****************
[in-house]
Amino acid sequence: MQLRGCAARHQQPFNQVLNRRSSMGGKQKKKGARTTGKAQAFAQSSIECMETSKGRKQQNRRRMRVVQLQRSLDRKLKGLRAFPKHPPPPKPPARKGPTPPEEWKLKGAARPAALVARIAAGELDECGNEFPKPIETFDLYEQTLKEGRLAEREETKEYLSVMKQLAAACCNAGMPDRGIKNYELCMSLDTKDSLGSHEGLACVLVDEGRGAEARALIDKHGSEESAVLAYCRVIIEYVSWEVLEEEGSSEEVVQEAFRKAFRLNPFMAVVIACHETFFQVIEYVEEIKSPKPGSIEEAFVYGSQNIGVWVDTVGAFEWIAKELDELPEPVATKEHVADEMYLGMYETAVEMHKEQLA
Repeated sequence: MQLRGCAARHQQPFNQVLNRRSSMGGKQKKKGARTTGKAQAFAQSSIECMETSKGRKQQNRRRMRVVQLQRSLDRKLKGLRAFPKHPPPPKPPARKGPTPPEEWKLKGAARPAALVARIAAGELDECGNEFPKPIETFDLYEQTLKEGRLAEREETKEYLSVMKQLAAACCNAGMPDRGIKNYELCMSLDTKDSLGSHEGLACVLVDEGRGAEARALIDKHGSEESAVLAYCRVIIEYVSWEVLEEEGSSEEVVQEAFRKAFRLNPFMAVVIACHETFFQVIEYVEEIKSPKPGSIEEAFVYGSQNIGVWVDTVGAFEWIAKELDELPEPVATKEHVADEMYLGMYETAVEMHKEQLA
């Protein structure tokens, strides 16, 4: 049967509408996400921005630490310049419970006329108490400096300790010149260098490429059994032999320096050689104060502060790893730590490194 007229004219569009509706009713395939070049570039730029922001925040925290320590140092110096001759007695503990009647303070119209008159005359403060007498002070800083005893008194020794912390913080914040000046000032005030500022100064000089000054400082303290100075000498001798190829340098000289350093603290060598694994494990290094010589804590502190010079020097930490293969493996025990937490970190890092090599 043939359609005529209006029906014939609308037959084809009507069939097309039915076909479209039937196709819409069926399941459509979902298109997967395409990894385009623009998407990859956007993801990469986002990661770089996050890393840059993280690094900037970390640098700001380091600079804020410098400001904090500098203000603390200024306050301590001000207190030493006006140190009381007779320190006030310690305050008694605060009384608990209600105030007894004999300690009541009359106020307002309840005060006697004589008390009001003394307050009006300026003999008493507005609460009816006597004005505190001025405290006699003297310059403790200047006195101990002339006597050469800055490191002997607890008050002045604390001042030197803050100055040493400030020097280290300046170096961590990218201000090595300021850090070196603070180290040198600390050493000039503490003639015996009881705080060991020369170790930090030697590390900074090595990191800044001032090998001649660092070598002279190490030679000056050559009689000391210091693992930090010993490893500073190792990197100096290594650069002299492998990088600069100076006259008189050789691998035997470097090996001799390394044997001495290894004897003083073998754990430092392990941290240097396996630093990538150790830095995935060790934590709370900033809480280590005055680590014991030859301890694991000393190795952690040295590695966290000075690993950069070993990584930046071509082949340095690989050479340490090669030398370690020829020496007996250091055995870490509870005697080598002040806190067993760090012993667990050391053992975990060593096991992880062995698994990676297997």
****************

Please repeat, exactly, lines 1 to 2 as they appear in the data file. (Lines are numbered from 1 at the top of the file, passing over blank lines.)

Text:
[in-house]
Amino acid sequence: MQLRGCAARHQQPFNQVLNRRSSMGGKQKKKGARTTGKAQAFAQSSIECMETSKGRKQQNRRRMRVVQLQRSLDRKLKGLRAFPKHPPPPKPPARKGPTPPEEWKLKGAARPAALVARIAAGELDECGNEFPKPIETFDLYEQTLKEGRLAEREETKEYLSVMKQLAAACCNAGMPDRGIKNYELCMSLDTKDSLGSHEGLACVLVDEGRGAEARALIDKHGSEESAVLAYCRVIIEYVSWEVLEEEGSSEEVVQEAFRKAFRLNPFMAVVIACHETFFQVIEYVEEIKSPKPGSIEEAFVYGSQNIGVWVDTVGAFEWIAKELDELPEPVATKEHVADEMYLGMYETAVEMHKEQLA